Mornings start with a quiz on the recipes that were assigned as homework the previous day. Then students are split into groups for the practice sessions: they either start with flair, bar or freepouring. They will rotate all throughout the day. Once a week there is also a theory class about either the basic rules of bartending and the equipment or the different categories of spirits, their history, their production and characteristics followed by a tasting.
To obtain their certificate students must pass the bar exam (30%), the final pour test (20%), the final theory (15%) and recipe exams (25%; the daily quizzes will count in the note as well). Finally, they also have to pass the flair exam (10%). Regarding the latter they can decide if they only want to take EBS’ exam or if they want to try and pass the WFA (the World Flair Association)’s yellow level. The routines are exactly the same; only the criteria and number of tries differ.
I have a mitigated opinion on EBS 4-week international course but, in general, I’d say it is an excellent introduction to bartending. The daily freepouring and training at the bar help create working reflexes and speed. The learning of 80 different recipes builds the knowledge of as many classic cocktails people might order (just don’t forget that every bar might adjust the quantities of ingredients or use another brand of spirit for the same cocktail, thus changing the recipe a bit). The bar simulation exercises on the last week of the course build the ability to take multiple orders at the same time and make them as fast as possible.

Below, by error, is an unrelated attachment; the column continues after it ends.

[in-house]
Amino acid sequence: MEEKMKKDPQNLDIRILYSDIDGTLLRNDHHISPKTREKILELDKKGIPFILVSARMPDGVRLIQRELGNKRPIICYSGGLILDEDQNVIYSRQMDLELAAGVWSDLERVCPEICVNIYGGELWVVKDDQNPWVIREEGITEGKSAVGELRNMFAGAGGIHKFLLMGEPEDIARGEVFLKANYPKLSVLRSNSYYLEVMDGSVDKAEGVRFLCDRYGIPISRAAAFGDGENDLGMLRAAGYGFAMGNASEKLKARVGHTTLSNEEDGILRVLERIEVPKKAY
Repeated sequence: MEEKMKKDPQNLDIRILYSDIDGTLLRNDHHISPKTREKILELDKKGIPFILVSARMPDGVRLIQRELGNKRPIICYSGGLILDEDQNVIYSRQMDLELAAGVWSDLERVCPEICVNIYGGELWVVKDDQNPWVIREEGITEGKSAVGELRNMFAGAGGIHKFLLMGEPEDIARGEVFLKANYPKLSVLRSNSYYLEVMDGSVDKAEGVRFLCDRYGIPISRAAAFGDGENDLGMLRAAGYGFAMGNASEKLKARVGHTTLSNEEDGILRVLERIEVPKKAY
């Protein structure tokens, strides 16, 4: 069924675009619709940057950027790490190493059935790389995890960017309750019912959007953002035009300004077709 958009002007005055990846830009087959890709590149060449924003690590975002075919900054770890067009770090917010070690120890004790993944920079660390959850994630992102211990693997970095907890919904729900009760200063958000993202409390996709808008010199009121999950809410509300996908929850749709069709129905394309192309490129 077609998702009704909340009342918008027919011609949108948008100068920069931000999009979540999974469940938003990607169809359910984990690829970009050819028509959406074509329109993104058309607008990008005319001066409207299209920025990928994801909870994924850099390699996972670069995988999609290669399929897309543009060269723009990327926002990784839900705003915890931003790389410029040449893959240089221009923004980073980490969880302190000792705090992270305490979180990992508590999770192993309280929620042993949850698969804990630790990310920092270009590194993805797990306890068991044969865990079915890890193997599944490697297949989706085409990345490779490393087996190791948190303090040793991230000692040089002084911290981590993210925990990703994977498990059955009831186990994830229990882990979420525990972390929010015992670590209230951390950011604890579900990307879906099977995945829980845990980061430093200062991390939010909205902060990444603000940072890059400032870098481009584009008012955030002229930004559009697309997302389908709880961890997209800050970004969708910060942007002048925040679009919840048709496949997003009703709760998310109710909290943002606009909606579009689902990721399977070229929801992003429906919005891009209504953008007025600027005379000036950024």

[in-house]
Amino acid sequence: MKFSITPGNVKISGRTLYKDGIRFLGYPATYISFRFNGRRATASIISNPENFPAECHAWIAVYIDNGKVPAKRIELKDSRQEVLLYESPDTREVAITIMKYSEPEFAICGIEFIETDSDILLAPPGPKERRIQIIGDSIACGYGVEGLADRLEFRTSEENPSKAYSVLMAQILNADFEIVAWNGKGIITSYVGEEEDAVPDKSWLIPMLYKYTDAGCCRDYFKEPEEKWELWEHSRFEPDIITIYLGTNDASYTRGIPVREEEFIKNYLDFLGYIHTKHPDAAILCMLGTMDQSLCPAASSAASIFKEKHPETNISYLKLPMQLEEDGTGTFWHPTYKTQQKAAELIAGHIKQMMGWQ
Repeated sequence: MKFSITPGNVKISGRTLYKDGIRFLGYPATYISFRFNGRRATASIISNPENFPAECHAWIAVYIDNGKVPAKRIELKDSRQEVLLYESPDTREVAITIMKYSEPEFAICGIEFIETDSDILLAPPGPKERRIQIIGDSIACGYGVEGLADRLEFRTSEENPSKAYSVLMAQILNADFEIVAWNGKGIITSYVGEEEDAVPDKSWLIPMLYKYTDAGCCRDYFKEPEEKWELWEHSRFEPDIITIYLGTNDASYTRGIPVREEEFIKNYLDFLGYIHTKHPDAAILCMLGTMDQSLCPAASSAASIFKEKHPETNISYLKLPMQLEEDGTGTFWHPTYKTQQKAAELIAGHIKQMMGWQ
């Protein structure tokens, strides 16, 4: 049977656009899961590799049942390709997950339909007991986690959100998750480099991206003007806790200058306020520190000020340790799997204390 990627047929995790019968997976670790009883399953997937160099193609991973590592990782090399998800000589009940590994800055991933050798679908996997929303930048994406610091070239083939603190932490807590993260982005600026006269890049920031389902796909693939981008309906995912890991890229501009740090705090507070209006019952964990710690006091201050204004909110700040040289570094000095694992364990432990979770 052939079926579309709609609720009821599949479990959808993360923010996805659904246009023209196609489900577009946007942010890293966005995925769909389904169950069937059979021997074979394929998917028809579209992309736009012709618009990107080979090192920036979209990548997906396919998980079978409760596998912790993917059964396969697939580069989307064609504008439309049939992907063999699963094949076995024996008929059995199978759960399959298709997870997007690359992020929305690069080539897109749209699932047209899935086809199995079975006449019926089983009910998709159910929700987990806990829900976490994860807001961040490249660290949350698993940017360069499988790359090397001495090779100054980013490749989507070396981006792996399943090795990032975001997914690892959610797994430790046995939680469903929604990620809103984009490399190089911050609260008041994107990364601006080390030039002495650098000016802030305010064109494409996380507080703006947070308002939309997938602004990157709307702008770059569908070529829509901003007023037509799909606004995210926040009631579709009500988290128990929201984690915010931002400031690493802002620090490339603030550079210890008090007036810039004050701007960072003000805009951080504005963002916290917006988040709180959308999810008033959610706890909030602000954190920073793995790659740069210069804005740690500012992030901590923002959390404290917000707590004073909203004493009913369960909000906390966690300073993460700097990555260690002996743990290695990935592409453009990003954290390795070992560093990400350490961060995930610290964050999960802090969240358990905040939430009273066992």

The only regret there is is the fact that practices are done with coloured water and not real alcohol. While it’s perfectly understandable in terms of waste, it’s a pity in terms of learning. If you can’t taste if the drink you’ve just prepared is well balanced, how will you know if you poured the quantities right or if you diluted it correctly while shaking/stirring? There is only one day at the end of the week, when there is a recap of the recipes learned throughout the week during which each student gets their turn behind the bar to make one of the cocktails with real spirits to understand their balance, flavour and appareance. Once a week, one drink per student…in my opinion it’s not enough. “Practice makes perfect” only works if you know you’re practicing correctly.